Most firms encourage employees to attend employer-paid time-management classes, which help
reduce the stress sometimes associated with working under strict time constraints. Also, with
today’s hectic lifestyle, many firms in this industry offer or provide health facilities or clubs to
help employees maintain good health.
People in the accounts or client servicing i.e., the Account Executives, Director and planer need
to be adept at negotiating. The ability to communicate easily is vital. They face the challenge of
competing in the market with other agencies; hence need to have driven determination and
tremendous physical and mental stamina. Sensitivity to consumer behavior, trends and human
nature are important for success in advertising. They should be able to assimilate the client’s
requirements and in a lucid style prepare briefs for other departments. The ability to get the
work executed by all departments is specially required.
The creative people need a good visual ability, languageartistic skill. Copywriter requires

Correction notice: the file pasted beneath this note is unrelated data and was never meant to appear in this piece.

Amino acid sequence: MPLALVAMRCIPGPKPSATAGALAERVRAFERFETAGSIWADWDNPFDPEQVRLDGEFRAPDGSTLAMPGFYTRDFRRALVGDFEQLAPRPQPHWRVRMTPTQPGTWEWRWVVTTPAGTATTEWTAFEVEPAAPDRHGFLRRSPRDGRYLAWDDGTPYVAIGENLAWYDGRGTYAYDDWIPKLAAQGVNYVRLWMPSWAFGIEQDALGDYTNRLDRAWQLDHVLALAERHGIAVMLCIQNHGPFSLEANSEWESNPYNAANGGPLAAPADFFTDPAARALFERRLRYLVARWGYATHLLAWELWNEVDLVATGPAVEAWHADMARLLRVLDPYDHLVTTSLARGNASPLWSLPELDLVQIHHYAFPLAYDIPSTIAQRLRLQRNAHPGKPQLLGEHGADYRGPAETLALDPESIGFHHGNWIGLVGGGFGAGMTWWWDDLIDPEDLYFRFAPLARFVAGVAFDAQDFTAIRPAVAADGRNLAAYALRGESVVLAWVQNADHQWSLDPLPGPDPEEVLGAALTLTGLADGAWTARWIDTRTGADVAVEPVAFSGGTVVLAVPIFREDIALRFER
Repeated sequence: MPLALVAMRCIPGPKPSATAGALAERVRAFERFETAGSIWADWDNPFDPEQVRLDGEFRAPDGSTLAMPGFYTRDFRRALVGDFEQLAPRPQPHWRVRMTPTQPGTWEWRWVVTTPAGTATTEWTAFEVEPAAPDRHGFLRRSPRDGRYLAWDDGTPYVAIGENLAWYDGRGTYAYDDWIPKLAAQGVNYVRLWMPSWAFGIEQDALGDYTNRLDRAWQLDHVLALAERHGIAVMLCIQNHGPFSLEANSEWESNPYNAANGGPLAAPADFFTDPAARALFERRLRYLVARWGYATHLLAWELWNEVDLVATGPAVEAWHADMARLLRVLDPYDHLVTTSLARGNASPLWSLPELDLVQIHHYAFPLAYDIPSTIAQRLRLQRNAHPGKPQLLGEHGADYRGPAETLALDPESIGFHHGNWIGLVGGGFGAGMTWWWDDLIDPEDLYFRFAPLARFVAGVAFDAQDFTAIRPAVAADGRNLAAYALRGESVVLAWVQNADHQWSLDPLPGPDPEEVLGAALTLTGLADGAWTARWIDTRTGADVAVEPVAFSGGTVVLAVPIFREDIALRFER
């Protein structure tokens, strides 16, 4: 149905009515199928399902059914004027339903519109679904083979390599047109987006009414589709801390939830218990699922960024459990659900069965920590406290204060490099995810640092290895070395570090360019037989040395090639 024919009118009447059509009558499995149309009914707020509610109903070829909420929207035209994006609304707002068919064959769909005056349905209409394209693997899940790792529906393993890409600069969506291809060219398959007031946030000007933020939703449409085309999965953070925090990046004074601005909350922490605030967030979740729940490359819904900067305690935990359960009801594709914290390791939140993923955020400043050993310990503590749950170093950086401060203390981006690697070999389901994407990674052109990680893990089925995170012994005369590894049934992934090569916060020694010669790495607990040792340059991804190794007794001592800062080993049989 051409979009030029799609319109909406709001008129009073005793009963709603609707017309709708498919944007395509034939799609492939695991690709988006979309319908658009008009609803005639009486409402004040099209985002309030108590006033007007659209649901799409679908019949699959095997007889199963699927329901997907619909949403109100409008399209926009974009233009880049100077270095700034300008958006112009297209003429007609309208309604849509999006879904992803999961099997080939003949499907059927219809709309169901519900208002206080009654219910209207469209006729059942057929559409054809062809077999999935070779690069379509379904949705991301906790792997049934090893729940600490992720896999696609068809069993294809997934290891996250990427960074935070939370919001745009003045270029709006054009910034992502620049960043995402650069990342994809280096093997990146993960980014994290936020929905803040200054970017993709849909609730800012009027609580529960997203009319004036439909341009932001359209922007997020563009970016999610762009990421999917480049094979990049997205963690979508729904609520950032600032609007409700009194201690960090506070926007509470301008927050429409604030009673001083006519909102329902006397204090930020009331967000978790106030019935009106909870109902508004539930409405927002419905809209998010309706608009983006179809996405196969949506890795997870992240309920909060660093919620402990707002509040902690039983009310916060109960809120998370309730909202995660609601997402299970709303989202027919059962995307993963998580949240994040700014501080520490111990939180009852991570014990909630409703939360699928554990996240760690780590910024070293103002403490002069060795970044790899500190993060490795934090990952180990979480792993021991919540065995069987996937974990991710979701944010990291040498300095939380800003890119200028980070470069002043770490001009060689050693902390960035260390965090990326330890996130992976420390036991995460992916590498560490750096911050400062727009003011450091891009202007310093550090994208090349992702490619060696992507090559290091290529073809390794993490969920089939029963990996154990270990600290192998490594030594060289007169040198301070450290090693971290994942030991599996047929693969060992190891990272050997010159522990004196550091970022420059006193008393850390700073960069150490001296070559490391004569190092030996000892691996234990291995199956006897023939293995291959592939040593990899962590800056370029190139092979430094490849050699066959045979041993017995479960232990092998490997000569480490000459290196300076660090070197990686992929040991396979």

literary ability but an interest in commercial success which comes from understanding what
motives the target audience is important. Writers must be able to work, to a strict brief, within
restricted space and in limited time. Advertising must follow legal requirements and rules hence
considerable creative self-discipline is needed. A feeling for words, economy of style and
imagination is needed.
The copywriter works with the art director, and the creative director. The work can be very
frustrating particularly when an idea is rejected by the art director and amendments made by the
creative director and the client. This can often restrict the imaginative capacity of the
copywriter. The openness to stand criticism is absolutely essential.
Media Executives, Planners and Executive directors with others in an integrated team. They
should be able to interplant a great deal of information. Media buyers spend most of their time
negotiating over the telephone to buy space or time. Attention to detail is needed for keeping to
the budget allocated.
The business of advertising has been growing in proportion to the national economy. Greater